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Pop And Rock Mandolin And Banjo Sheet Music Tabs
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This is probably the most accurate statement about this argument. In the early part of the twentieth century, the banjo was one of the most popular instruments. The four string plectrum banjo was played in jazz bands with horns, drums and reed instruments. The plectrum banjo was adapted from the five string banjo, using the same scale length, distance from nut to bridge and strummed with a flat pick called a plectrum. Violinists, and mandolinists wanted to get into this popular new music phenomenon which paid well because everyone needed a banjo in the band to appeal to the audience of the day. So, banjo makers built banjos that were tuned like a viola. Violinists could adapt their left hand for right handed artists to the fingering of this new banjo and augment their income playing the banjo. The same is true for the D string. Go up five notes in the D scale and you end up on A.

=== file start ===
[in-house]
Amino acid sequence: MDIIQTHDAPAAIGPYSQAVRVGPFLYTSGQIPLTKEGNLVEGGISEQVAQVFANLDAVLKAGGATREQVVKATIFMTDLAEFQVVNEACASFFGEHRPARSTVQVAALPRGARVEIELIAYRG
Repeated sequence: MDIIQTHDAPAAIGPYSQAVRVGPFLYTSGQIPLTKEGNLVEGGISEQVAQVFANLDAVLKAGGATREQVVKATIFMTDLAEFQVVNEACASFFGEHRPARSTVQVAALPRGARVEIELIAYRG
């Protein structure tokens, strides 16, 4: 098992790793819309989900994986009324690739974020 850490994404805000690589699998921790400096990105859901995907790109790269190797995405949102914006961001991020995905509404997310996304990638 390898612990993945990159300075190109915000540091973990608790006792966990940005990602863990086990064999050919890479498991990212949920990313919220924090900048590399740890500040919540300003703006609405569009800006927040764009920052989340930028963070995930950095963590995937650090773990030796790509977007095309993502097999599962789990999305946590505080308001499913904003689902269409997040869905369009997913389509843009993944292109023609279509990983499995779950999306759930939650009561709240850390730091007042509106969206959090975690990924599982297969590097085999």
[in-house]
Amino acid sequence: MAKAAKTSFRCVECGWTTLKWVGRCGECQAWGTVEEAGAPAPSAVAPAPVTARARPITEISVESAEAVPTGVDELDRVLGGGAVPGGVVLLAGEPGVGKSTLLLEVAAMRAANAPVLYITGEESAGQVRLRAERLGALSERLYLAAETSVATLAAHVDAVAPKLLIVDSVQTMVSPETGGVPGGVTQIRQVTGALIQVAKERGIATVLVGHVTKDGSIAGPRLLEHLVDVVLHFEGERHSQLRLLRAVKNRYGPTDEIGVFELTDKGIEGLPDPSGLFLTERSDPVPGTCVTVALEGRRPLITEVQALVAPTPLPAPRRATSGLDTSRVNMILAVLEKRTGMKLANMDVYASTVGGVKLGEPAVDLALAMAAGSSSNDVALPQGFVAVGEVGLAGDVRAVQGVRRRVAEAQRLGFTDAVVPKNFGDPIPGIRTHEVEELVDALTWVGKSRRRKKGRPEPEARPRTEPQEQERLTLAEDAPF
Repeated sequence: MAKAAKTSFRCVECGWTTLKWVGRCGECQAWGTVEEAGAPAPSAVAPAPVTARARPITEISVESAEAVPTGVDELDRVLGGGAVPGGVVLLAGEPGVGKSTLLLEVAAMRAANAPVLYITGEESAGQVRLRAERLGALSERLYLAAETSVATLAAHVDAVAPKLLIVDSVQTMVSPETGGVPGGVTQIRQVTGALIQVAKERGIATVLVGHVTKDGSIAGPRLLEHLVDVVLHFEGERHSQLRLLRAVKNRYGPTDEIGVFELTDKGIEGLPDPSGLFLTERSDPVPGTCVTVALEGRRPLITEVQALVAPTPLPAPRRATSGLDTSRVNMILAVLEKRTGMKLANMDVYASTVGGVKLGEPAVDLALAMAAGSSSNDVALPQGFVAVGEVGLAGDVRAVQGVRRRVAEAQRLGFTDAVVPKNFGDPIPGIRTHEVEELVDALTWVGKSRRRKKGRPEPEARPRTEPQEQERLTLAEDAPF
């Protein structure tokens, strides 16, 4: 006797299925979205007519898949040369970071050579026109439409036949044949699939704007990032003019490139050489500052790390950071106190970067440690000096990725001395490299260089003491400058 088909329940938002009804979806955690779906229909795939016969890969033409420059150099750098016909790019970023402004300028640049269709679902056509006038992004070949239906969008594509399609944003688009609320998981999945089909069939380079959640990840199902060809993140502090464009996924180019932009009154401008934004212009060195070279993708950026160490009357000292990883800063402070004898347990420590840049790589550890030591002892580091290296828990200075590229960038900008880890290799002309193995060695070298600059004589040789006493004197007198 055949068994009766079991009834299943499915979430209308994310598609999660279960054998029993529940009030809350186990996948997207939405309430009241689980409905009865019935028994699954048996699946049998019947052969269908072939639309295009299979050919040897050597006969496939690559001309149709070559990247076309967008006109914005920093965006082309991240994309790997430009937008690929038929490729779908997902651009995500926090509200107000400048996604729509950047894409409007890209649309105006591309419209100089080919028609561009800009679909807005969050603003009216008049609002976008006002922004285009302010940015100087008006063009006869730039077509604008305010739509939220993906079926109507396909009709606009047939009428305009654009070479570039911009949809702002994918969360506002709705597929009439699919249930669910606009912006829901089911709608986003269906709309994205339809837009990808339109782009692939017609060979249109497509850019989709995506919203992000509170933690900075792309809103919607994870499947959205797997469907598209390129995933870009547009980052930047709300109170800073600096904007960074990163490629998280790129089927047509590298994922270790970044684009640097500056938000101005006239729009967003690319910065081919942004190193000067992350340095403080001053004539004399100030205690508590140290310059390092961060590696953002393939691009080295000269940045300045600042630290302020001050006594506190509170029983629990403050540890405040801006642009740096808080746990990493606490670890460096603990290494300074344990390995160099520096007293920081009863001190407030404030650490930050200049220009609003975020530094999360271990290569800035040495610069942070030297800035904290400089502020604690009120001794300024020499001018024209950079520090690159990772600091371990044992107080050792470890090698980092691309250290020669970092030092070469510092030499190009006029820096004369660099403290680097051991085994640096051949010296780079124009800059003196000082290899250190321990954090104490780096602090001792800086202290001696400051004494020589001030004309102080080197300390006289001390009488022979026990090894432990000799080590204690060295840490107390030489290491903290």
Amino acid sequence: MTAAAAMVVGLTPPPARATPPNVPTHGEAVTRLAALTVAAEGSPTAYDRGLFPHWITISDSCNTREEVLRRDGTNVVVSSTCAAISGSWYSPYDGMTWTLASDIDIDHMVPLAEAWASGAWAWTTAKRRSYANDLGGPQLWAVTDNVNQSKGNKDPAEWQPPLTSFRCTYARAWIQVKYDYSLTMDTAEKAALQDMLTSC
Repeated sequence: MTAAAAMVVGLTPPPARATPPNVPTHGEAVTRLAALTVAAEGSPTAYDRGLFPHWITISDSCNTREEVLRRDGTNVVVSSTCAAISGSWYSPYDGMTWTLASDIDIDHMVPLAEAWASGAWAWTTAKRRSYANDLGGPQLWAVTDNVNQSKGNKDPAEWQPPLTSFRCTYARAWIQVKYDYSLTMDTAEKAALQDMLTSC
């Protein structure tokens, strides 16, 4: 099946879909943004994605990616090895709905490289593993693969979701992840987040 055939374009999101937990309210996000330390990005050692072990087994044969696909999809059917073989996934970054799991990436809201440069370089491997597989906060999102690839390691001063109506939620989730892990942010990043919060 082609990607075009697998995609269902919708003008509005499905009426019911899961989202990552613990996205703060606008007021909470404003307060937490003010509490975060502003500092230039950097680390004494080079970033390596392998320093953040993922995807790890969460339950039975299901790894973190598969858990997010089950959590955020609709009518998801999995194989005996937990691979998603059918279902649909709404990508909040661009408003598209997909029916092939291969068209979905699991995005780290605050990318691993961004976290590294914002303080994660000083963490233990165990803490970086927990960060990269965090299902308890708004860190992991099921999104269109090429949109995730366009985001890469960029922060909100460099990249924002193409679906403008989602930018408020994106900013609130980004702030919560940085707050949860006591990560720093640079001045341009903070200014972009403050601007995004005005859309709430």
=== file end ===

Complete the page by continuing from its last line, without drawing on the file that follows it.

Irish Tenor Banjo
The reason is beyond me. Over the years there have being some pop singers who included the mandolin on their songs, such as Rod Stewart with Maggie May and REM with Losing My Religion and you'll often hear mandolin players playing these songs, but it's as if famous singers have to record a song that includes the mandolin before they'll play that song. Over on my other website for tin whistle, I included over a hundred pop songs and since I did the musicians who go there no longer only play folk songs on their tin whistle but now include a rake of good pop songs. Another Brick In The Wall. Another Day In Paradise. And Then I Kissed Her. A Thing Called Love.
Just wondering what are the most popular bluegrass tunes at the moment? Would love some new tunes to learn! Tenor banjos are sometimes used in American old-timey although open-backed 5-string banjos are the norm. However, tenor banjos are totally unknown in Bluegrass where 5-string banjos with resonators are the standard. Noel - how would you play something Foggy Mountain Breakdown a bluegrass standard on a tenor banjo? Note-for-note, or an alternative arrangement?